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Are you a copyright violator? You better check again


This is how I unwittingly became a copyright infringer. I wrote a book review on my website several months ago and added a cartoon image in the text body. I don’t know where I found it or even why I used it. I simply didn’t give it much thought. At first I thought I had used it because it had no watermark or copyright indication. I went back and found the picture and it did indeed have a watermark on it. I believe my thinking at the time was as long as I left the watermark intact and since I didn’t consider its use commercial that it was OK. The artist and the rights holder both got credit. It was not OK. It’s not like I get much traffic on my site. Well, someone saw it, someone by the name of PicRights.com, and my lack of due diligence in determining said image’s rights and fair use is going to cost me $110.

Am I angry? Yes. Am I embarrassed?  You betcha. Is there a silver lining? Heck yeah. I got off cheap…ish. The image, owned by Cartoonstock, is only charging me the commercial licensing price of $110. Yeah, that seems pretty high for a simple cartoon image when compared to the hundreds of very complex, time intensive artwork I bought from Adobe and a couple of other stock image retailers. Other retailers slap people with charges in the hundreds or even thousands of dollars. Getty’s is well-known for their litigiousness and exorbitant lawsuits.

I am at this moment in talks with PicRights on what constitutes a commercial website. If I can convince them it’s not, then I’ll pay the $55 non commercial rights use and chalk it up as an expensive lesson on due diligence. If I can’t…well, let’s face it, I have little recourse but to take the $110 kick in the ass and chalk it up to an even more expensive lesson. (Cartoonstock has yet to answer my questions regarding commercial vs. non commercial so I’ve just gone ahead and paid their extortion money)

Another question has been plaguing my mind during this entire debacle. The licensing costs seem outlandish to me. I’m no stranger to purchasing image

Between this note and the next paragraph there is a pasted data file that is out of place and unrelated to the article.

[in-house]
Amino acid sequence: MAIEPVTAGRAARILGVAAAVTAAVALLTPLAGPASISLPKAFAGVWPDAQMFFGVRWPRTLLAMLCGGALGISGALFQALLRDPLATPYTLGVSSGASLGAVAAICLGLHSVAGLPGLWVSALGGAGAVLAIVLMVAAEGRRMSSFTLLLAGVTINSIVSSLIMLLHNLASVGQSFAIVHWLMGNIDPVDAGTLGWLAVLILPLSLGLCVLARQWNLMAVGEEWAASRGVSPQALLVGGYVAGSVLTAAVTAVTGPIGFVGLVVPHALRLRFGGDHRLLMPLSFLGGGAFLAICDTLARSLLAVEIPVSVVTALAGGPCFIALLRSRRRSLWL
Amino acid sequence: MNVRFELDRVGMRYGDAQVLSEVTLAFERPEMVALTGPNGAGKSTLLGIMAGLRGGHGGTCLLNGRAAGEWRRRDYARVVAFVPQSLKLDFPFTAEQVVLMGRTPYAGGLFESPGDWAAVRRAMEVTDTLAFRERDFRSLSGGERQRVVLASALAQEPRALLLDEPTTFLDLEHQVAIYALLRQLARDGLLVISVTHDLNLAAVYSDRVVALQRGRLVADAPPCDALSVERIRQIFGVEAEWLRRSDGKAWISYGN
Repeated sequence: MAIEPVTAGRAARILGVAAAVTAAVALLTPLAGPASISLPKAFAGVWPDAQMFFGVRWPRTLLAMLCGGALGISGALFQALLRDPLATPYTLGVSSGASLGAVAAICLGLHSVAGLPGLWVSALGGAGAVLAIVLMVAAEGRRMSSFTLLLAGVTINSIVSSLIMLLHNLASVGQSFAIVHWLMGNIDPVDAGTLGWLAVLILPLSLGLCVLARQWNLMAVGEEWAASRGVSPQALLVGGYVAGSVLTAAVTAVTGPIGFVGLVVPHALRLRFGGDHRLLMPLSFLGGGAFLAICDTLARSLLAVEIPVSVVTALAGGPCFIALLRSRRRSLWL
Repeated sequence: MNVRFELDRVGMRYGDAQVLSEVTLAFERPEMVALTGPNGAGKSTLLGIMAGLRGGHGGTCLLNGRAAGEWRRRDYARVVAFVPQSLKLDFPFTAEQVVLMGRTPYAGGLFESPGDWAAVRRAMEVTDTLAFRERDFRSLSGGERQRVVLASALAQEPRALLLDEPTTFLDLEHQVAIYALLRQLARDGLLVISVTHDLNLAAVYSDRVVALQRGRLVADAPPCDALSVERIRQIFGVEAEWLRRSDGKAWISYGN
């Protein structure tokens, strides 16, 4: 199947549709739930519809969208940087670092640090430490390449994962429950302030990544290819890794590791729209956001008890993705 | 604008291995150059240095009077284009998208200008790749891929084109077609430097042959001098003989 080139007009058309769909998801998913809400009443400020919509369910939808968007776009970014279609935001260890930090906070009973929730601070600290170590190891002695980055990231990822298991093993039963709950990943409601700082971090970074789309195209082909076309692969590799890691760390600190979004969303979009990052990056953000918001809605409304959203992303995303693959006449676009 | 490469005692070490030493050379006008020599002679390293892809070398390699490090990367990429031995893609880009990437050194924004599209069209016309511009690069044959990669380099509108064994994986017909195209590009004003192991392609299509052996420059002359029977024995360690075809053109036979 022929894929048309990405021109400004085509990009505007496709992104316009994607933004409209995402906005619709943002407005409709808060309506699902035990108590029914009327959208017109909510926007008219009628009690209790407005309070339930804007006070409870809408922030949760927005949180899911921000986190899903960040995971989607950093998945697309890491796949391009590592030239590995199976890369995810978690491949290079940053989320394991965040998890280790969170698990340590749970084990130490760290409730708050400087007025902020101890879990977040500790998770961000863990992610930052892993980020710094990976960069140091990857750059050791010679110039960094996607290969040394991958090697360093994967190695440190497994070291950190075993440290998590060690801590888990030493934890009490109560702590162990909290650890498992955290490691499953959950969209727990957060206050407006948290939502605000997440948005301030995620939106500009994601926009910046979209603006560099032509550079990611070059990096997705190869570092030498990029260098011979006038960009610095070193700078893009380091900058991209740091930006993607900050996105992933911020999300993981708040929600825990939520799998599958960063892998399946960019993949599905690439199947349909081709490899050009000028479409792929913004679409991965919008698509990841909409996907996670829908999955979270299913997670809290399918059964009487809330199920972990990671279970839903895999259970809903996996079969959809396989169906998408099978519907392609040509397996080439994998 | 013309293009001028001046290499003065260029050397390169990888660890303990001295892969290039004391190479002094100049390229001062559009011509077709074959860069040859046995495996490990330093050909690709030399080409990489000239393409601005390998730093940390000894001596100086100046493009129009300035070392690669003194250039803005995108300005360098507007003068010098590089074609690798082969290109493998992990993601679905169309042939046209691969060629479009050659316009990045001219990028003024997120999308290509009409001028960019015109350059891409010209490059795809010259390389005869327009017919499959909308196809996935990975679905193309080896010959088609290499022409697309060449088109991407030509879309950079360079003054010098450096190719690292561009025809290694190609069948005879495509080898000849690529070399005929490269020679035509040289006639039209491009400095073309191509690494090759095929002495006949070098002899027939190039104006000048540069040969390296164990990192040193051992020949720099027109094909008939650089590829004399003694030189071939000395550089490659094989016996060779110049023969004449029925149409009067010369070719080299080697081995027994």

licenses. I’ve purchased hundreds of images from Adobe stock and a few from another source I don’t recall off hand. The Adobe images only cost me $200 for 750 images because I purchased a month-long subscription. The others I purchased individually, and they cost me anywhere from $.99 to $14.99. Now these images are actual art, something that someone put some real time into creating, not a simple cartoon sketch that took the artist maybe 15 minutes to scrawl onto paper. So why does it cost $110 to use it? Are people really paying the licensing fee, or is Cartoonstock making the bulk of its income from people like me?

The license rights for the images I purchased are considered commercial only if the image itself is used as the product such as on t-shirts, coffee mugs, posters, etc. where Cartoonstock says it’s commercial if used pretty much anywhere someone might actually see it and there’s any chance that you might profit from it even peripherally. Even though my website has no advertising or revenue generation of its own, I do have links to Amazon for my books and any book I review, therefore it is “commercial.”

If this were 2013, I wouldn’t even sweat it beyond my typical neurosis, but times are lean. I’m so poor the electric company is installing a ductless heat pump in my house for free! So what can we take from this? If you’ve pulled an image from the internet and used it for anything online, you better do a google image search and triple-check that it’s not owned, especially by Getty. To do an image reverse lookup, go to https://images.google.com/ and drop the image onto the search bar. If you are looking at an image in your browser, you should be able to right-click and select image search. Another way to use an image or gif (OMG, George Lucas is going to sue me for using Commander Ackbar gif! No he’s not) is to embed the image in your post like I did with this gif. The image is technically not on my website, only a link back to Giphy.com. Had I simply embedded the offending image link I probably would have been OK since it’s a link back to their website, thus attributing all credit to them and the artist. Best practice, if you didn’t make it, pay for it, or it clearly states you can use it for your intended purposes, leave it in the wilds of the internet. Let it run free with the millions of other images congesting our digital world.

Brock Deskins
Brock Deskins
Soldier, storyteller, animal lover. I write, hike, and play video games.

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